Susan G. Goldberg, J.D., Ph.D.Assistant Professor
McAnulty College and Graduate School of Liberal Arts
240 Rockwell Hall
Education:Ph.D., Clinical Psychology, Fielding Graduate University, 2007
J.D., Law, Georgetown University, 1985
A.B., Anthropology, Bryn Mawr College, 1977
African Studies, Universite de Dakar, Senegal, 1976
The focus of Dr. Goldberg's research is the experiences of the marginalized "other." She has investigated the life worlds of people with psychiatric disabilities, people who have been incarcerated, and residents of Pittsburgh's Hill District. Her work has addressed the social construction of psychiatric labels, the interaction of disability with law, conceptualizations of forensic psychology as a human science, and ethics in psychology.
Her background is in anthropology (Bryn Mawr College), African Studies (L'université de Dakar, Senegal), law (Georgetown University Law Center) and clinical psychology (Fielding Graduate University). As a clinician, her main theoretical influences are psychodynamic and Gestalt theories and practices. In her research, writing, and clinical work, Dr. Goldberg seeks to integrate various intellectual approaches and bridge competing epistemologies. Her theoretical interests include the exploration of psychodynamic, social constructionist, and existential questions.
Goldberg, S. (2015). A question of justice: Excersions into the interactions of the social sciences and law, Review of [Justice, Conflict and Wellbeing: Multidisciplinary perspectives, Bornstein, B. & Wiener, W. (Eds)]. PsycCritiques, suppl.6(60.6).
Goldberg, S. (2014). Getting away with murder: Acquittals in high-profile cases, A review of [Acquittal: An insider reveals the stories and strategies behind today's most infamous verdicts by Richard Gabriel]. PsycCritiques, 59(49), Article 8.
Goldberg, S. (2012). Unjustly locked up: A critique of the societal and moral aspects of confinement [review of the book The ethics of total confinement: A critique of madness, citizenship, and social justice, by Bruce A. Arrigo, Heather Y. Bersot, and Brian G. Sellers]. PsycCRITIQUES, 57(1).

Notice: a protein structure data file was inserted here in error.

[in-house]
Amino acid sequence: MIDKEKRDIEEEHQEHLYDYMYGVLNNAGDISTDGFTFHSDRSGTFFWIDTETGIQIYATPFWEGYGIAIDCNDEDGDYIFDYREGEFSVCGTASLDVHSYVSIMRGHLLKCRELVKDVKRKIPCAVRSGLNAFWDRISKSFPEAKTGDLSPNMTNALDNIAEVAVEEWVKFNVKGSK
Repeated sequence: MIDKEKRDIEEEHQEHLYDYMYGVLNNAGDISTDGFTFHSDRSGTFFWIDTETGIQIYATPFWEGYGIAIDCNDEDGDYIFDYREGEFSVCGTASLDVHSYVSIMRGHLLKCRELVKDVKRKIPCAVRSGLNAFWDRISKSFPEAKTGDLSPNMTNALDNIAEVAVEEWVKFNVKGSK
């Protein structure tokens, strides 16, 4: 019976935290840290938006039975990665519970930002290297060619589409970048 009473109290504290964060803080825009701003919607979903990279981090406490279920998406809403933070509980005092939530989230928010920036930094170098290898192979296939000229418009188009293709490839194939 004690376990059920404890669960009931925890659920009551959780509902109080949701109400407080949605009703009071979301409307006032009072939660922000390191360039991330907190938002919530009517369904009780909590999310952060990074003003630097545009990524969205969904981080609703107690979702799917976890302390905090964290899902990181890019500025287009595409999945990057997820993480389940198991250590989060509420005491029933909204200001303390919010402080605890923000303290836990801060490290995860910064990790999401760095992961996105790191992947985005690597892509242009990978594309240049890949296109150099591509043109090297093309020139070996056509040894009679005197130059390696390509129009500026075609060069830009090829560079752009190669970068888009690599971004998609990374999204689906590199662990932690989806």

Goldberg, S. (2012). Becoming the denigrated other: Group relations perspectives on initial reactions to a bipolar disorder diagnosis. Frontiers in Psychology/Psychoanalysis and Neuropsychoanalysas, 3(Article 347), 1-14.
Goldberg, S. (2012). Locked up without recourse. [Review of the book The ethics of total confinement: A critique of madness, citizenship, and social justice] by. Bruce A. Arrigo, Heather Y. Bersot, and Brian G. Sellers. PsyCRITIQUES, 57(1).
Fischer, C.T., and Goldberg, S. (2011) Moral philosophy as a guide to social issues [Review of the book Free Will and Responsibility: A guide for practitioners, by John S. Callender]. PsycCRITIQUES, 56 (4)
Hansen, N. D., & Goldberg, S.G. (2008). Navigating the nuances: A matrix of considerations for ethical-legal dilemmas. In D. N. Bersoff (Ed.), Ethical Conflicts in Psychology (Fourth ed.). Washington, DC: American Psychological Association.
Goldberg, S.G., Killeen, M.B., & O'Day, B. (2005). The disclosure conundrum: How people with psychiatric disabilities navigate employment. Psychology, Public Policy, and Law, 11(3), 463-500.
The new coming out: Disclosing a mental disorder at work
Work is where many of us spend a third of our lives doing-and for some, a bit more.
Hear the interview: http://www.scpr.org/programs/airtalk/2014/11/25/40512/the-new-coming-out-disclosing-a-mental-disorder-at/
Dr. Goldberg was quoted in the New York Times article:
Deciding whether to disclose mental disorders at work
link to article: http://www.nytimes.com/2014/11/15/your-money/disclosing-mental-disorders-at-work.html?action=click&pgtype=Homepage&module=c-column-middle-span-region®ion=c-column-middle-span-region&WT.nav=c-column-middle-span-region